Talking tech since 2003

Nintendo’s latest game console, the Wii U, launched on Sunday, but its the console’s downloadable system update that has stolen the spotlight; at least, for the time being.

The update, which adds the Miiverse, eShop, and Wii backwards-compatibility features to the console, begins downloading immediately after a user starts up the Wii U console and connects to the Internet. The update is huge, at approximately 5 GB. Nintendo’s servers have been frustratingly slow for many who are downloading the update, causing the process to take two to three hours. Worse yet, some consoles are being rendered completely useless — nothing more than expensive ($299 or $349) paperweights — thanks to a “bricking” issue some are having with the update.

So what’s causing the problems? It seems that issues with power or Internet connectivity during the update can throw a wrench into the process. Some hardware companies put safeguards in place should such a problem occur, ensuring that a user whose power goes out, or whose Internet goes down, can still complete the download and install the update once their utilities are back online.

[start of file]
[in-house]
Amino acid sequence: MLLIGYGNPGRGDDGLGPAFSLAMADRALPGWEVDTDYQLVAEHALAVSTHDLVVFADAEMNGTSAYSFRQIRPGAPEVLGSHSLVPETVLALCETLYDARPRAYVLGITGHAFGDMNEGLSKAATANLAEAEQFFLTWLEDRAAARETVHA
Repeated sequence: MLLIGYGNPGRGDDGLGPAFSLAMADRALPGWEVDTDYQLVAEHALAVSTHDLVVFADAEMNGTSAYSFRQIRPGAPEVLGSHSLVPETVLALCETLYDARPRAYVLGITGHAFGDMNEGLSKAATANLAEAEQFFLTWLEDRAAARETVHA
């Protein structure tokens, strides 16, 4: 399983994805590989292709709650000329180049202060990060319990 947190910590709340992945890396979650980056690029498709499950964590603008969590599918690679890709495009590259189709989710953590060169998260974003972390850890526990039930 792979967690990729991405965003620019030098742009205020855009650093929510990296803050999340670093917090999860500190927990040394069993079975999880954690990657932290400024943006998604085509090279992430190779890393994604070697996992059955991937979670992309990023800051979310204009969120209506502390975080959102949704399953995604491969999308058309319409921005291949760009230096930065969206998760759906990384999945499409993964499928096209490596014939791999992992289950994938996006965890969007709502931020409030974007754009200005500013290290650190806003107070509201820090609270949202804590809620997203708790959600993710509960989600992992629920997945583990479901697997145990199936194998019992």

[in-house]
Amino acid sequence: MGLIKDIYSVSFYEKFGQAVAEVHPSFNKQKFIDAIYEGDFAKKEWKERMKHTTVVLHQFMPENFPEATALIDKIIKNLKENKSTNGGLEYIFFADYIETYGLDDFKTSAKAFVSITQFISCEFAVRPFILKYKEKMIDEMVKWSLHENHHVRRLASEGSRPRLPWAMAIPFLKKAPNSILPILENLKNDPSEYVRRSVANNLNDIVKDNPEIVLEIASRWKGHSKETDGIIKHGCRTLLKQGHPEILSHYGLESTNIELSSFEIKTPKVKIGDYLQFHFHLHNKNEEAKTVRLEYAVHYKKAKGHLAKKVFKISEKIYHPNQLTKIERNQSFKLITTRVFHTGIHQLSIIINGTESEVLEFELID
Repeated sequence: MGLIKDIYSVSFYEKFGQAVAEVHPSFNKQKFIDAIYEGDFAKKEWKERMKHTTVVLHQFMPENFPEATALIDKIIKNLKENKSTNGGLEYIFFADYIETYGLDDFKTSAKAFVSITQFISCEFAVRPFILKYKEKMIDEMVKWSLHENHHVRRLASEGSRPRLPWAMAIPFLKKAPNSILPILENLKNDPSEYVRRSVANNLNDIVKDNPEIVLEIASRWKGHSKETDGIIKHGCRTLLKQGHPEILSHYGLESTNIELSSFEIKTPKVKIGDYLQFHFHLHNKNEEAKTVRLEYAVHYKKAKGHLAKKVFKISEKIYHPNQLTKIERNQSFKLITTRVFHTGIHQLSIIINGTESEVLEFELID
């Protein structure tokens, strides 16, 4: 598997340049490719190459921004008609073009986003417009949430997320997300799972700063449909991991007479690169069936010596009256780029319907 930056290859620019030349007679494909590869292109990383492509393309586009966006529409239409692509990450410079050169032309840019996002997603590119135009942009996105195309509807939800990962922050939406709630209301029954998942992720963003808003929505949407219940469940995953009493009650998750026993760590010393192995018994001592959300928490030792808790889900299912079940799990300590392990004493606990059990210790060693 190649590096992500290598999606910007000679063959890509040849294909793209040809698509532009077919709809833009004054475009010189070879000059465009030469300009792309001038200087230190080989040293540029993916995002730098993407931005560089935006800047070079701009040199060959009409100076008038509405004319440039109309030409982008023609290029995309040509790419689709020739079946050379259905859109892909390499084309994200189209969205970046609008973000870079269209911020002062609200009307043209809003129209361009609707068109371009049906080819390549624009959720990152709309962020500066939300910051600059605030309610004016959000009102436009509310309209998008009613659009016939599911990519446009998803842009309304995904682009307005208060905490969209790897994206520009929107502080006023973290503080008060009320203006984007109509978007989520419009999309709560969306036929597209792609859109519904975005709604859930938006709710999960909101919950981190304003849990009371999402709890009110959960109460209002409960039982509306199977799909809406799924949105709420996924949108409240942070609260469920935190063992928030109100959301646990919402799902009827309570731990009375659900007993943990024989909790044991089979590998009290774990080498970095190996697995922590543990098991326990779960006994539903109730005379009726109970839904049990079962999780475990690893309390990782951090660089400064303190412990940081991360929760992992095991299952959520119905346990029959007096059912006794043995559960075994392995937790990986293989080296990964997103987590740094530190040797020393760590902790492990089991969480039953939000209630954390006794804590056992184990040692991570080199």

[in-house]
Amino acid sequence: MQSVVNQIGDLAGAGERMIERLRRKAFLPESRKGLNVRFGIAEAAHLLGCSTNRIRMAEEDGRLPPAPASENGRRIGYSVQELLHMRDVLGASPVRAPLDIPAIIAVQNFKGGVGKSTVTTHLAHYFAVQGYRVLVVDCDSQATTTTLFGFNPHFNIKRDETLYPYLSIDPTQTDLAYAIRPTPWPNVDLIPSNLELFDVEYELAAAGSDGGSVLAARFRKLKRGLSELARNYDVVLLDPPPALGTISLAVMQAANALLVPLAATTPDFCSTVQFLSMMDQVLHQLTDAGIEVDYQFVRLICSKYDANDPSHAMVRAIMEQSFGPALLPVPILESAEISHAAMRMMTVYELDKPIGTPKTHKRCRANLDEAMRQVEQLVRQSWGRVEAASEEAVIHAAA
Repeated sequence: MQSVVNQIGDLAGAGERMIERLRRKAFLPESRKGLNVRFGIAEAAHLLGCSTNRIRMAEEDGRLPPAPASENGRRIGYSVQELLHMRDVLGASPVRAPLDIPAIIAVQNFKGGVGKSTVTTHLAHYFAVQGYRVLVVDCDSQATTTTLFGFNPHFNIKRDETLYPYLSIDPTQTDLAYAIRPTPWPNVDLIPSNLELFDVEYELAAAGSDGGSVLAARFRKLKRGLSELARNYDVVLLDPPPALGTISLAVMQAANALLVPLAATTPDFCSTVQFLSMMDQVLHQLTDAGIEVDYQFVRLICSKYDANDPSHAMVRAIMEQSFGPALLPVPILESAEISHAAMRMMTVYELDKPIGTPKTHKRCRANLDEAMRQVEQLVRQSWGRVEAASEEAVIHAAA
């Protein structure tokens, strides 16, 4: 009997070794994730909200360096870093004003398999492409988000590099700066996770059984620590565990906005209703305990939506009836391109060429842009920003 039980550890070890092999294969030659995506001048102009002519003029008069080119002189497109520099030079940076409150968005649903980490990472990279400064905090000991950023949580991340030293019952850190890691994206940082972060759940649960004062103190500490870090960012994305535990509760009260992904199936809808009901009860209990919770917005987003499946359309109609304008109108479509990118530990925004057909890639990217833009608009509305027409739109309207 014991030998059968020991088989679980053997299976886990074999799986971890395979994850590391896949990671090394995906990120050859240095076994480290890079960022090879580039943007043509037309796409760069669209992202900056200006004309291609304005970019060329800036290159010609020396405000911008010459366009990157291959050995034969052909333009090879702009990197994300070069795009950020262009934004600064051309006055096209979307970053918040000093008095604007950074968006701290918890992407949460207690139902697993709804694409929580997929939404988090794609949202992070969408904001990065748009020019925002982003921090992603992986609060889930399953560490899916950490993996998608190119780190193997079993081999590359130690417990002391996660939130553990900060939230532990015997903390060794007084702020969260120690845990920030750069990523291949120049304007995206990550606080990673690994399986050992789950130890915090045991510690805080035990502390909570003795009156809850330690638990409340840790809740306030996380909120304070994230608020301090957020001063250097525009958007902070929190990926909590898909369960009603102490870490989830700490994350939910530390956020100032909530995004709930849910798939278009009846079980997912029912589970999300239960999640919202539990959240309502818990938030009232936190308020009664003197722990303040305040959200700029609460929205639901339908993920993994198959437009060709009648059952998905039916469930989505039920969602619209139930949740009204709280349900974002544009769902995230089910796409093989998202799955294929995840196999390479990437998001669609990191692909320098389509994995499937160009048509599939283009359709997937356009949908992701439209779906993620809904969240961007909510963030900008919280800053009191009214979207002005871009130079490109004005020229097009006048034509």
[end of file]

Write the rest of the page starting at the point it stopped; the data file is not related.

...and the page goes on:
In this case, it seems Nintendo did not work such functionality into the Wii U’s update process.

The sluggish performance of Nintendo’s servers for users downloading the update has only added to the problem. Since consoles are taking longer to download the update from Nintendo, the system is involved in the update process for a longer period of time, increasing the odds for some kind of power/Internet catastrophe to occur.

A console that is bricked thanks to a software update is almost certainly covered by the Wii U’s warranty, and by the product return periods of most stores. However, with the Wii U selling out at a number of locations, and with the number of users who may be experiencing the same issues, getting a replacement console doesn’t seem like it’ll be a piece of cake but, rather, an ordeal.

We’ll update this article with more information as it comes in.

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